Salary Survey Extra is a series of dispatches that give added insight into the findings of our annual Salary Survey. These posts contain previously unpublished Salary Survey data.
If there’s one thing that almost everyone agrees on, it’s that more than certification, more than education, more than professional connections, more than any other single contributing factor, IT workers get paid based on the breadth and depth of their professional IT experience. More than anything else, it’s professional experience that convinces employers a potential hire has the stuff to get a job done.
Lots of other factors contribute to determining salary. What employers want more than anything else, however, is to hire someone who has done it (or IT) before. Whatever it is that needs doing in a particular workplace setting, people want most of all to work with someone who has done it before and can, based on that experience, step in and get to work with minimal training or guidance.
For today’s dip into our pool of 2018 Salary Survey data, we decided to draw a line between salary and years of professional IT experience, and see what pops through. For example, one thing we learned is that our overall salary numbers are almost certainly heavily influenced by the level of professional IT experience among survey respondents.
The most telling number on the large chart of numbers we’re about to drop in here is at the bottom. More than 40 percent of survey participants who contributed to the 2018 Salary Survey have worked in IT for more than 20 years. Or in other words, they started out in the industry either right around the time that President Bill Clinton (!) began his second term in office, or at some point before that.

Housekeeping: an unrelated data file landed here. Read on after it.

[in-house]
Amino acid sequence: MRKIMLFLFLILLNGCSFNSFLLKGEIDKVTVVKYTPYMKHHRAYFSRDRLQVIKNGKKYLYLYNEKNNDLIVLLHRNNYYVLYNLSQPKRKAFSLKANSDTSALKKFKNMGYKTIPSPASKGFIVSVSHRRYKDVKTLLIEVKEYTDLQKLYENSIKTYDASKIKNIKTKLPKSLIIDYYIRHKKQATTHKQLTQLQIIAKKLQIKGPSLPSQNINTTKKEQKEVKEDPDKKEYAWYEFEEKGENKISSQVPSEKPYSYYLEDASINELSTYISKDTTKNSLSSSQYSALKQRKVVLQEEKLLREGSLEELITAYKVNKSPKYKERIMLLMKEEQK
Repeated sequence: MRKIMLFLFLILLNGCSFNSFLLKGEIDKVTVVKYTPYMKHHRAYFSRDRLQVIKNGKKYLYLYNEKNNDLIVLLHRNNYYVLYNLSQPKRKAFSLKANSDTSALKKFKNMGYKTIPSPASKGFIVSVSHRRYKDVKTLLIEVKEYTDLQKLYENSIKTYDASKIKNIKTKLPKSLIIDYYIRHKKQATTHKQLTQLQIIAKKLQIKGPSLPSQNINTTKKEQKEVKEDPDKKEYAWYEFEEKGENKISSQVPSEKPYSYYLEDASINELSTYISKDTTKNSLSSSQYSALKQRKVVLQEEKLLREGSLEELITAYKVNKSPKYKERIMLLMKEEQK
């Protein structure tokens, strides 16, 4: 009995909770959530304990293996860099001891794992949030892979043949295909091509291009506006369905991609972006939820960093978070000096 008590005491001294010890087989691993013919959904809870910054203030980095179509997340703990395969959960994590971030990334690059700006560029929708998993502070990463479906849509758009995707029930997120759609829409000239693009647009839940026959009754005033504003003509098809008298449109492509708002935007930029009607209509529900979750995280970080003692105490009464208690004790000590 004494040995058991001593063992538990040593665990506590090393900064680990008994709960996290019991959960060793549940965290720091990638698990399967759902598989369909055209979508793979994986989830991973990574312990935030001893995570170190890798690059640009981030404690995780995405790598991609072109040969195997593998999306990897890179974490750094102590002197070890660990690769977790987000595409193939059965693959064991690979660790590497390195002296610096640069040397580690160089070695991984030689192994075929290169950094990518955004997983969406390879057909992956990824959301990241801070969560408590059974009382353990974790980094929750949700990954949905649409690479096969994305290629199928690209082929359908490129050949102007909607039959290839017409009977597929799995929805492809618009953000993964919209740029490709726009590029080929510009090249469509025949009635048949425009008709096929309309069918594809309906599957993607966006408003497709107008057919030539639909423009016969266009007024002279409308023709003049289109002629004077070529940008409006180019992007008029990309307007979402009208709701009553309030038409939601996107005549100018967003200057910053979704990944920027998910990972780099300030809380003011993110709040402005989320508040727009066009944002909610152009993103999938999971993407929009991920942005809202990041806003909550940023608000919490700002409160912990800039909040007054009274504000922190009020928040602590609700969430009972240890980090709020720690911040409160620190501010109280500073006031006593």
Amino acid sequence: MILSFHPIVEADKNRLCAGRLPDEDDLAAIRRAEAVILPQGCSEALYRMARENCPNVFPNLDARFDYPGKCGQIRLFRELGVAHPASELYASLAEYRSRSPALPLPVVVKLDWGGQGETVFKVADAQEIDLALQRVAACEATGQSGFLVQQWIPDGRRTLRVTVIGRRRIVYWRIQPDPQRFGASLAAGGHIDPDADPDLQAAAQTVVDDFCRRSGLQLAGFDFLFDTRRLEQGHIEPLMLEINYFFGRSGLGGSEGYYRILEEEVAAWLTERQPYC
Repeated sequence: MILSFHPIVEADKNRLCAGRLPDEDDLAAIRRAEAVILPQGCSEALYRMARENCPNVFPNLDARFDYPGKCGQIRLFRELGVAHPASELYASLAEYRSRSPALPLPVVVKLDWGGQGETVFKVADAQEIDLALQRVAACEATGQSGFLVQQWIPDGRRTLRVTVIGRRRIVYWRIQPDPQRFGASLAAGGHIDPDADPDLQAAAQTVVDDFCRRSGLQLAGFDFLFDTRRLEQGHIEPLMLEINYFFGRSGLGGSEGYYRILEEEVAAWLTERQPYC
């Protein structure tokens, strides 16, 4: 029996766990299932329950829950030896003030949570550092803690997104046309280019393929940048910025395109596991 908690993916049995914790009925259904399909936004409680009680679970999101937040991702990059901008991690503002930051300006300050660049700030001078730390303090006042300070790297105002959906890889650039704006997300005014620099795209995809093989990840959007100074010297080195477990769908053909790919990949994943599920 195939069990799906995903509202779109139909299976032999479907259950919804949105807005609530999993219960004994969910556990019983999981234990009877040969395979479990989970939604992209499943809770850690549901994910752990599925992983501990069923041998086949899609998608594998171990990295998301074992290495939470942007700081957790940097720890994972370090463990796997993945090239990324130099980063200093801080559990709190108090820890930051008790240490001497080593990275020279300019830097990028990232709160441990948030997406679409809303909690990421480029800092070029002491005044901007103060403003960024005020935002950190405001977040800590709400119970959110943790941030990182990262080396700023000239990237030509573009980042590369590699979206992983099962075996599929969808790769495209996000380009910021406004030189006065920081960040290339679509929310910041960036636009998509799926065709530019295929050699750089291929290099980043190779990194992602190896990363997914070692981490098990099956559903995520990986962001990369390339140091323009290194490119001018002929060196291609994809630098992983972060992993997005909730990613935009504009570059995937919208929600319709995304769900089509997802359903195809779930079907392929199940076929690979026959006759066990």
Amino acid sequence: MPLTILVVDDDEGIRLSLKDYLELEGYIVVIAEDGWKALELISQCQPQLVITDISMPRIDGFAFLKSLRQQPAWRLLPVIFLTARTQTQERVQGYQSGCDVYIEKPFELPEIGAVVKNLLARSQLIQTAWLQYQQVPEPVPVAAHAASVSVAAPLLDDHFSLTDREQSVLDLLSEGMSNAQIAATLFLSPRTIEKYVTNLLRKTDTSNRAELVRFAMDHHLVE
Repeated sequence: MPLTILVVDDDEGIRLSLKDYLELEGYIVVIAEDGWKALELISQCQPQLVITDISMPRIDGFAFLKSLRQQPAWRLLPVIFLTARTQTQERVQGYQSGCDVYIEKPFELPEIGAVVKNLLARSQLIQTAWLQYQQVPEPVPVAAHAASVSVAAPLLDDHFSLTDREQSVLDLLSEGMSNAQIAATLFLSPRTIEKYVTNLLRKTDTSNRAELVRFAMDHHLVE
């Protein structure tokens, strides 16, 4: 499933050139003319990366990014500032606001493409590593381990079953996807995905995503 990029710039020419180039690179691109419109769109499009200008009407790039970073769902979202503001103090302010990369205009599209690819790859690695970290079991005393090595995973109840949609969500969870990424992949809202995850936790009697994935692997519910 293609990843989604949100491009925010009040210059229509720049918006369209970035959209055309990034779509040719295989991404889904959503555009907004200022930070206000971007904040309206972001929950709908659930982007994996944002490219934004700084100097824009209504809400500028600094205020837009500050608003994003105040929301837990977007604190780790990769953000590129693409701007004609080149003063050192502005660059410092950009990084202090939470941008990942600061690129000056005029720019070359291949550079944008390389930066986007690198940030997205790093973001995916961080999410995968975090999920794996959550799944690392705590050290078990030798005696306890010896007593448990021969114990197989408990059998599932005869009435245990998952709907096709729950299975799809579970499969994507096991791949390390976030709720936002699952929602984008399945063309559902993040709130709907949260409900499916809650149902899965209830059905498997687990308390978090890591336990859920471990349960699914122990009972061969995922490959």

For the following chart, we list years of IT experience, average and median annual salary for all survey respondents with that level of experience, and the size of respondents in that group as a percentage of all respondents. Here’s what we found:
U.S. Salary Survey Respondents
It’s interesting to note that the lowest average annual salary is claimed by workers with less than 1 year of professional IT experience, and the highest average annual salary is claimed by workers with more than 20 years of experience. But it’s not a straight climb from one point to the other: there are a few small peaks and valleys.
On the other hand, it is generally true that workers earn increasingly more money as the level of their professional IT experience rises. Even if it’s only because employers perceive that experience has value, there’s definitely a case to be made that workers with more experience get better pay.